I think the problem majorly is with the way our constituents receive and manage some of these empowerment materials given to them. What we try to do differently is to relate with some of the professional associations in our constituencies, they know their members that have need. Let us take for instance, the tailoring association, if I have any sewing machine to give to my constituency, it should go through the tailor association, because they have record of their members and know those that are in need of sewing machines.
The same goes to other empowerment materials, if you do it in an organised form by relating with cooperatives and professional associations, you tend to be able to get more out of it than just handing it to constituents and persons who do not really have need of it. These are some of the things we are trying to do differently.
Like you said, in some instances, empowerment materials are doled out to people and they do not really appreciate it. These things are geared towards ensuring that they can stand on their own. When we talk about empowerment, we consider the general rate of unemployment in the country. You appreciate the fact that government does not have the capacity to mop up the unemployed in the country.
So, the honest thing for us is to be targeting how to harness the potentials that each environment is endowed with, expose the people to such potential and give them the right skill-sets that they can stand on their own so that instead of been employed, they can be employers of labour.
From the serious and crucial nature of committee work, you found time to sponsor a bill on establishment of a Medical College. What informed that?
I think the key and primary responsibility of legislators is law making and even though there is kind of misconception and misinformation about what our roles are, we try as much as possible not to neglect the core mandate given us by our people.
I always say that whatever roles you come up with must be directly correlated to the problems of the people, you must be able to establish a need or problem before you can come up with the solution. We tried to look at it from a broader scale and then mirror it down to my constituency and my state.
Today, across the country, we have just about 50,000 practicing doctors against an estimated population of over 200 million. We also have record that shows that between 2015 and 2018, over 520,000 Nigerian students applied to read MBBS, but the system could only accommodate 19,000 plus, that leaves a huge gap.
We are not a country in isolation; we try to do things based on global best practices. If you look at some countries that are supposed to be at par with us, India for instance, has as at today, over 400 medical schools. The yearly intake into the MBBS is in excess of 60,000, that is more than the total number of registered practising doctors in Nigeria.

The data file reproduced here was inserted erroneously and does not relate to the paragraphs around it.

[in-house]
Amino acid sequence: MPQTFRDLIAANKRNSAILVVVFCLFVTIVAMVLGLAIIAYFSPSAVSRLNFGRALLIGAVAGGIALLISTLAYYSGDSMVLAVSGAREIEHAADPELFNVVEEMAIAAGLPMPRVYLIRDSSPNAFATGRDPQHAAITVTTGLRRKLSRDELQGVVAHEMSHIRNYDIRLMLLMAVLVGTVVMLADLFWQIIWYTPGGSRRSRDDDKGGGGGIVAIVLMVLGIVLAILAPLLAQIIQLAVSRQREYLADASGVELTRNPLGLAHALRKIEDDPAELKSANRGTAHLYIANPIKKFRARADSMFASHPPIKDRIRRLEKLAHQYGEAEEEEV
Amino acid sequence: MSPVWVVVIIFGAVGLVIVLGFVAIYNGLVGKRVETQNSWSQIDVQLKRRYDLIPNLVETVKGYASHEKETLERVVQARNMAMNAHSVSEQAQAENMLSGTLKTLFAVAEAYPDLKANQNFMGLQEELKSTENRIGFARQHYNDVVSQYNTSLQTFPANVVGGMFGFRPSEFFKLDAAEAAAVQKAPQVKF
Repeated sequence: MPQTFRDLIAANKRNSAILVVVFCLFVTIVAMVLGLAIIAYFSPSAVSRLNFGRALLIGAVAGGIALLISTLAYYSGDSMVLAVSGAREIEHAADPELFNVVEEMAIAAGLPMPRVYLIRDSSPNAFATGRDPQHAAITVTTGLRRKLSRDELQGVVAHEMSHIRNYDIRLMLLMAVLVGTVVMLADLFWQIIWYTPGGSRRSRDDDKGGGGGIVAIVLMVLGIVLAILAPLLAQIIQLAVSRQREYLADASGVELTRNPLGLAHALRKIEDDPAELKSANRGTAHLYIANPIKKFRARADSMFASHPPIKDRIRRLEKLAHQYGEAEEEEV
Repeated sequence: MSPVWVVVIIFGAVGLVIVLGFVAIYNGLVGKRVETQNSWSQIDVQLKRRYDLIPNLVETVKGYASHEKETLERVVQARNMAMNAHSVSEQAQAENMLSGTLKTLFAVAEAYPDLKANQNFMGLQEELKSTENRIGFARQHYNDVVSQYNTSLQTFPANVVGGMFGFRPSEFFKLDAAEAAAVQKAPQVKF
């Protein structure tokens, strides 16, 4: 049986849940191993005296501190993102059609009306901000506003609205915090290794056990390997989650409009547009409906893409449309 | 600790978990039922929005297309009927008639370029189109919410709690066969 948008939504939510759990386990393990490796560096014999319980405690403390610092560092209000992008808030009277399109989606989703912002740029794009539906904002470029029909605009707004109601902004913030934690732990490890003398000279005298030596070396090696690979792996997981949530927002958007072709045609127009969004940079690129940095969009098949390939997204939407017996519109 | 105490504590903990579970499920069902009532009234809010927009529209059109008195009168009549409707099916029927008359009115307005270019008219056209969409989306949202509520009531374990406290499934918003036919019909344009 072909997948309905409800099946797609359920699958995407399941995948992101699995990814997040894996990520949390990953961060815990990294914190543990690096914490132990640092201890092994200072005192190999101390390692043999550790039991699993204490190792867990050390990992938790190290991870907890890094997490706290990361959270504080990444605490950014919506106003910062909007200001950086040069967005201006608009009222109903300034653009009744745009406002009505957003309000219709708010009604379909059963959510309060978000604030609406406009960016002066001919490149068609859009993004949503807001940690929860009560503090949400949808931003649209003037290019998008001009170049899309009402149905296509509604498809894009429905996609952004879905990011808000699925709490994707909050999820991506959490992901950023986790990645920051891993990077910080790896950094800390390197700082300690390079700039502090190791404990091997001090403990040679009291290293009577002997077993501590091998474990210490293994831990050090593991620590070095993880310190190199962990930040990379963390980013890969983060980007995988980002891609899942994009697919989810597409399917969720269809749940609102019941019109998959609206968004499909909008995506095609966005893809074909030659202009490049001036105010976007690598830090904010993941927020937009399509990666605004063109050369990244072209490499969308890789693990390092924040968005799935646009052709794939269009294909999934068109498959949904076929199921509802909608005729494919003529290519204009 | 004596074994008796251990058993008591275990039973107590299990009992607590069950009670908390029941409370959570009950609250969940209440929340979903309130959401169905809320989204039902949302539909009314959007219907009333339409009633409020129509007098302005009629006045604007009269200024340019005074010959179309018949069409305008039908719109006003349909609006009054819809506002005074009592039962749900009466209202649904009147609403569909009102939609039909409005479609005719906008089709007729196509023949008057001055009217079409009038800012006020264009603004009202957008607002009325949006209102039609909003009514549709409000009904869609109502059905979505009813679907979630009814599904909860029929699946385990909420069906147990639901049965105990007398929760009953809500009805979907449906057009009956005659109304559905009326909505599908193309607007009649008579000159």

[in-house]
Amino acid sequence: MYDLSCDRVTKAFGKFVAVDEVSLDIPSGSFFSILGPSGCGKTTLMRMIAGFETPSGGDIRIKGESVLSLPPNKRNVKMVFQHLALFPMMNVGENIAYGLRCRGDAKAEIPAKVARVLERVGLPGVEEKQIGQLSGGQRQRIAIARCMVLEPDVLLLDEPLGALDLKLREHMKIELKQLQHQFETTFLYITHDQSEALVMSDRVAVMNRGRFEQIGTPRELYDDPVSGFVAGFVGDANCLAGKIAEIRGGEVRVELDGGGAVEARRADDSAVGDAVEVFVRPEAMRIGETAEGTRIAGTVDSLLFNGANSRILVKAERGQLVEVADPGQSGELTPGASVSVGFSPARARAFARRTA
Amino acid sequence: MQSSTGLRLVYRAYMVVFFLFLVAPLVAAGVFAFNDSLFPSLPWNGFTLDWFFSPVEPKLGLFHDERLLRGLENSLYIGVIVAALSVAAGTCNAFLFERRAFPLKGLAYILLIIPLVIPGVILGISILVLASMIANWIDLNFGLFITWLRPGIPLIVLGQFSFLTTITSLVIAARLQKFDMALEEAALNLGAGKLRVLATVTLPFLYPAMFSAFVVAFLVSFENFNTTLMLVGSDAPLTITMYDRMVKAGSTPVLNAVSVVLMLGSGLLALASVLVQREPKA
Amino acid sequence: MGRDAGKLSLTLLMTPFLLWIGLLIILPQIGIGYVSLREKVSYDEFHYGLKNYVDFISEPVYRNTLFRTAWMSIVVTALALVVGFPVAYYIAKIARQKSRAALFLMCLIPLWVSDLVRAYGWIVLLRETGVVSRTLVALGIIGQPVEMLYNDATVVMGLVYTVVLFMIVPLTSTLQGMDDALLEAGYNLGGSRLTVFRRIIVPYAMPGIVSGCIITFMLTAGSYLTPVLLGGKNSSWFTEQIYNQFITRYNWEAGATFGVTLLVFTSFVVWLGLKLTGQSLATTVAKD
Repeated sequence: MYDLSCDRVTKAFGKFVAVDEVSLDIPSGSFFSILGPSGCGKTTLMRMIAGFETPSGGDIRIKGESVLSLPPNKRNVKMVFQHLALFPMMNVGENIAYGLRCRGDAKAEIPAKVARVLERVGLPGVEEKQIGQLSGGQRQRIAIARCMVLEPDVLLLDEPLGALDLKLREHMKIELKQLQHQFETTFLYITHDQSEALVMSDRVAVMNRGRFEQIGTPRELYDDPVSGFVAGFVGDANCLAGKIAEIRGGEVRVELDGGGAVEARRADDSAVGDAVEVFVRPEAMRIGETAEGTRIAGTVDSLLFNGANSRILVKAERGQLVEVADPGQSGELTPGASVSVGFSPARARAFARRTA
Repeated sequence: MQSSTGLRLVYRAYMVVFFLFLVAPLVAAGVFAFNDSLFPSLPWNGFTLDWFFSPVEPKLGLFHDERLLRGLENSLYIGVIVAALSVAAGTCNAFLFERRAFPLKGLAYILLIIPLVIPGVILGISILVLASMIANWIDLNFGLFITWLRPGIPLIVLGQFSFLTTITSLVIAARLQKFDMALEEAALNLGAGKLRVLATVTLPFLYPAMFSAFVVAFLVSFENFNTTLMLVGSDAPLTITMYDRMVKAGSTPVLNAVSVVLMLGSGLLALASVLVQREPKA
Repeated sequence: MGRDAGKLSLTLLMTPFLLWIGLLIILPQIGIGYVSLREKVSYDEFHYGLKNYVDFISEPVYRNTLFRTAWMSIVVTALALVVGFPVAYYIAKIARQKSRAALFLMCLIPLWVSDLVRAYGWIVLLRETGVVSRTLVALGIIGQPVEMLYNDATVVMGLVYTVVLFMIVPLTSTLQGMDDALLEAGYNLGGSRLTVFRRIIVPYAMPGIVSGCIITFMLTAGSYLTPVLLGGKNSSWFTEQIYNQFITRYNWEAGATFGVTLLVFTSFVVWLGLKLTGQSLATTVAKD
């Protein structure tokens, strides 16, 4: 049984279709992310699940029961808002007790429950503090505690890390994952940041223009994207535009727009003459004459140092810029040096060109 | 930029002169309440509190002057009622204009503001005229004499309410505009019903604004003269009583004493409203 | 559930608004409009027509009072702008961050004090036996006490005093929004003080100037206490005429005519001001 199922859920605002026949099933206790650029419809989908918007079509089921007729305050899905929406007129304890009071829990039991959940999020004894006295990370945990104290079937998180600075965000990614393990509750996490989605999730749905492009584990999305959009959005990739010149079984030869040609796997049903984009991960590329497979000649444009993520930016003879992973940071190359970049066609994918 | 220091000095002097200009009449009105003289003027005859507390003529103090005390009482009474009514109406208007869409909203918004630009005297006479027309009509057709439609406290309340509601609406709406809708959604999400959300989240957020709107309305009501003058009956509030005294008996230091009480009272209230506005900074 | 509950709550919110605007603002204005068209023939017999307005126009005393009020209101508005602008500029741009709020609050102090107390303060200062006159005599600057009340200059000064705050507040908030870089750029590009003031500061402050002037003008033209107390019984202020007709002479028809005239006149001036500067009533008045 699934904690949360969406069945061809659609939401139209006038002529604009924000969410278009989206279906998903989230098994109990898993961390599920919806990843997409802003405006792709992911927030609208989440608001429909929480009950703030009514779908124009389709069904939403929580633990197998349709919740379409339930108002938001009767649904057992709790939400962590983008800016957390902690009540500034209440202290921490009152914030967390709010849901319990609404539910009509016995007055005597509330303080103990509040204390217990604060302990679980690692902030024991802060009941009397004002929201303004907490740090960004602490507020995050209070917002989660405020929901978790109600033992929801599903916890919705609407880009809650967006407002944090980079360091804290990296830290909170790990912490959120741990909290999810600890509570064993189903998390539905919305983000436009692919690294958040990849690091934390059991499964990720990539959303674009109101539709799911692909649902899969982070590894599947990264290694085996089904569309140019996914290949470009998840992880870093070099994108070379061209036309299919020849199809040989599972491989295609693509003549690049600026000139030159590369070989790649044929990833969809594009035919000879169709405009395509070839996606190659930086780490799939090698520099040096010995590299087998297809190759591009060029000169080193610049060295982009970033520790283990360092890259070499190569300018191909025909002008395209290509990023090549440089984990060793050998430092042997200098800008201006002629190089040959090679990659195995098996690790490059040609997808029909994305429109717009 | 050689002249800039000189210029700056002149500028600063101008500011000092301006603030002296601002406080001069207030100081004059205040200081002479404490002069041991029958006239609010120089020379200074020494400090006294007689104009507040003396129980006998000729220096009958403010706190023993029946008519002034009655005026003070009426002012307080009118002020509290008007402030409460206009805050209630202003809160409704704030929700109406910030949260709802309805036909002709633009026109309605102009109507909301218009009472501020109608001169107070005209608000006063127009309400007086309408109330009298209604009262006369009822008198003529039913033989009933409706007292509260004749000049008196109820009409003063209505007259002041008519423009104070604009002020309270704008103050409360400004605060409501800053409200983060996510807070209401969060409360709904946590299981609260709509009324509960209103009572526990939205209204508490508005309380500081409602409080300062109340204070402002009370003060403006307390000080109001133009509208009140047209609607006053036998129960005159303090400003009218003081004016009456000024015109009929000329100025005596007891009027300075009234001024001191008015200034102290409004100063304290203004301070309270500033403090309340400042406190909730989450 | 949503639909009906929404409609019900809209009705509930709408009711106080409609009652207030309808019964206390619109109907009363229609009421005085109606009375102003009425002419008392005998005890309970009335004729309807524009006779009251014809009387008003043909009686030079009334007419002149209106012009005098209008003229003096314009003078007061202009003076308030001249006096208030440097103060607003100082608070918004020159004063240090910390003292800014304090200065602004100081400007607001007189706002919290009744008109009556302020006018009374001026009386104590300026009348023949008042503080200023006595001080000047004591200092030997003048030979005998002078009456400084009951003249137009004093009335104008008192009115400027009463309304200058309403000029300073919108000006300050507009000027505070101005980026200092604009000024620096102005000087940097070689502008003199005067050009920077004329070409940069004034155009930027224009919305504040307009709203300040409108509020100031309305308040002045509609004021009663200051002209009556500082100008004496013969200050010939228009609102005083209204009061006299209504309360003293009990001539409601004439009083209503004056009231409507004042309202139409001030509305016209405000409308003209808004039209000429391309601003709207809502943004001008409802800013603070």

If I bring it closer home to my state, today, Niger State is the only state that does not have any institution offering medical sciences using the catchment area, but today, those things are no longer feasible. We have a situation where our children will go all out with all the documents to the required schools, but unfortunately, they are not given the opportunity to read some of these courses.
I have a particular case, where the student had over 300 in JAMB and I also tried to facilitate it, but unfortunately the student was offered admission to study environmental management. We tried to look at the leverages within our immediate environment, that is Niger State, today, we have a federal medical centre.
Why we came up with such proposal was because of such leverage. We appreciate the fact that government does not have enough resources to set up these needed institutions, so we tried to come from the perspective of the leverage that we already have, which is the Federal Medical Centre, Bida, which we feel can be upgraded to a teaching hospital.
Fortunately, the state also has a school of nursing, one of the oldest in the North, which is in Bida. So, putting these infrastructures together, coupled with the fact that the existing manpower for these institutions makes it easy for us to sell it to government to upgrade the facilities into a teaching hospital and have a University of Medical and Health Science.
What we intend to achieve is to close that manpower gap in the healthcare sector. We are not in any way close to the standard of World Health Organisation in terms of doctor-patient ratio, but I feel we must be deliberate in proffering solutions. We must close our eyes to some of the cost elements attached to some of these things and look at it from the perspective of necessity. And, if we do that, we are able to appreciate the need to put some of these things on ground. That is why we are not asking for a conventional university, but a specialised university in medical and health sciences.